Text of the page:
|Music for the Gods
"Orpheus and Eurydice"
Ricky Ian Gordon, Composer and Libretto
Doug Varone, Director and Choreographer
Rose Theater, Frederick P. Rose Hall
New York, New York
October 7, 2005
By Nancy Dalva
copyright ©2005 by Nancy Dalva
The New Visions world premiere production of “Orpheus and Eurydice,” under the auspices of Lincoln Center presents Great Performers & American Songbook, New Visions, did not add up to much as a production, but some of its disparate elements were excellent. If the intent of this affaira song cycle of just over an hour, with the musicians incorporated into the choreography, inside a moveable setwas synthesis, it missed its mark, instead enhancing the notion, as these things usually do, that this is not merely an elusive goal, but probably a bad idea in the first place. Still, as a platform for the articulate pianism and masterful sang froid of the pianist Melvin Chen, it was entertaining. And as a showcase for the abundant vocal and physical charms of the soprano Elizabeth Futral, it was, as they say, a slam-dunk.
The concept here was reminiscent of Trisha Brown’s silky approach to Schubert’s “Wintereise.” A song cycle, a pianist, a singer moving among dancers. Here, the score for clarinet, piano, and soprano. The clarinetist Todd Palmer, who commissioned the music, “sings” the role of Orpheus on his instrument. (This instrument-as-character approach repeatedly reminded me of Prokofiev’s “Peter and the Wolf”), Futral plays Eurydice, while singing a narrative about herself. The music is tuneful (you hear just a hint of Richard Rodgers in the lilting vocals, so that you long to hear Futral sing “When I Marry Mister Snow”). The lyrics are awful. Even Futral’s vocal gorgeousness cannot overcome lines like “Orpheus played his pipe/Music, like a cool blue stripe,” or “She loved to garden/and decorate/ Upon the entrance gate filigree/patiently/she wove ivy/strewn with roses/and morning glories/which seemed to sing, ‘hello!”/ even in the winter snow. “ The story seems to be set somewhere in rural England, for some reason, or maybe in a Connecticut garden in about 1930, and I have no doubt the composer Ricky Ian Gordon has put personal feeling and history into it, and has read poetry. I have no doubt about the former because he wrote the lyrics while his partner was dying of AIDS, and of the latter because, to my ear, there are certain echoes of William Carlos Williams, Wordsworth, and even the last line of “Long Day’s Journey Into Night.” (“And for a time they were so happy....”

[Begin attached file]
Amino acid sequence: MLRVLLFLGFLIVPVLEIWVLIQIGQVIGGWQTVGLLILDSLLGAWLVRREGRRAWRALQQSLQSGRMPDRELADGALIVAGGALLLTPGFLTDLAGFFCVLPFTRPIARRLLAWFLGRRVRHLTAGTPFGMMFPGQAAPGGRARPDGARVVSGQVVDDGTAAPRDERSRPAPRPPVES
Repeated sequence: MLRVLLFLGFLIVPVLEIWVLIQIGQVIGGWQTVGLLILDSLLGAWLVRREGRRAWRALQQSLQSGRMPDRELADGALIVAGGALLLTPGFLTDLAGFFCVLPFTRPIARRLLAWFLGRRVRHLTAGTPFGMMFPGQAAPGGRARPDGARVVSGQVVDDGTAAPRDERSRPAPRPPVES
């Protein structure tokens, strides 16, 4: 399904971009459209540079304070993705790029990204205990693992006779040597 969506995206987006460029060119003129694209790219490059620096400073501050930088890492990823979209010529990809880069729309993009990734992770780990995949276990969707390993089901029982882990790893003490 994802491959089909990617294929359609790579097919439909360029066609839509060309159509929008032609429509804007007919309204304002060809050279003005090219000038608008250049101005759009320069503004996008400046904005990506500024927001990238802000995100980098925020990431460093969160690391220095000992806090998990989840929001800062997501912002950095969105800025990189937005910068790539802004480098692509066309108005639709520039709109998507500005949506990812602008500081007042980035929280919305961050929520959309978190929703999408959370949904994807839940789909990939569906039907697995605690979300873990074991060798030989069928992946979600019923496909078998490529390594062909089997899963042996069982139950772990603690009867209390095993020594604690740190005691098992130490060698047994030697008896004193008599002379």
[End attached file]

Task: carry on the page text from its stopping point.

All of this came to Doug Varone ready-made. The music and the principals, the lyrics. To them he adds his company of eight, “Doug Varone and Dancers,” attired in a cross between sacred attire and bathrobes and pajamas (brown over white, possibly muslin), well suited to a group representing alternately a Greek chorus and the dead, drifting around in an underworld strangely furnished with white dining table chairs. These are moved all around (they are even hoisted into the air on wires at one point) to represent this and that, as are the dancers. Sometimes they depict imagery in the lyrics, sometimes they support Orpheus and Eurydice so that they can sing while up in the air, and collapse, and so forth. At one point, Futral sings supine, in what gynecologists call the “lithotomy position,” facing upstage with her legs folded over a chair seat, so that her yellow-and-orange-I-am-springtime-dress rides up around her waist, and her enviable, milk white thighs are exposed. (She is a very good sport.) For his prone moment, Todd Palmer, strangely attired in blue pants and top covered with a lizard green blazer, has to lie flat on his back and writhe around being symbolically torn to pieces while playing his instrument. While Futral is actually a graceful natural mover (with her long, raven ringlets, she’d be good in Isadora dances), Palmer is not. He’s stiff, his neck is short, and he looks more like a satyr with a pan pipe and a blonde buzz cut than a musician so soulful he can move the gods to pity. The movement is that swoopy, blendy, multi-leveled thing Varone does so well, and in keeping with the choreography he makes for the company when they are not in an opera.
The enterprise transpires in a malfunctioning white gauze box of a set, with the front side rising at the beginning of the piece andon one occasion reported by John Rockwell in The New York Times, and one seen by mecrashing down into the remaining sides and bulging towards the house upon its return near the piece’s conclusion. (A crash in the wings indicated further tech issues.) There is a door in the back. Dominating the scene is a white platform on wheels, on it a white grand piano and matching bench. This is Melvin Chen’s domain. In his robe and pajamas, marvelously tall, he sat at his instrument and played, even when the dancers wheeled him around the stage, and spun him in a circle. When the dishy Futral, pulled back into the underworld, scooted on her back under the front of the piano to emerge behind his bench, he didn’t bat an eye. Thus he not only played the score, but set the tone. There wasn’t a church giggle in the house. Nonetheless, not Chen, not Futral, not Palmer, not Ricky Ian Gordon, nor Doug Varone convinced me that there were not, lurking inside this production, two possibilities for a better show. The first would have been a nice concert, with the soprano, pianist, and clarinetist in nice evening clothes. The second would have been a dance, with Varone’s company on stage, and the musicians in the pit. Synthesis, unsuccessful.
Volume 3, No. 37
October 10, 2005
©2005 Nancy Dalva
Alan M. Kriegsman
Sali Ann Kriegsman
Alexandra Tomalonis (Editor)
Kathrine Sorley Walker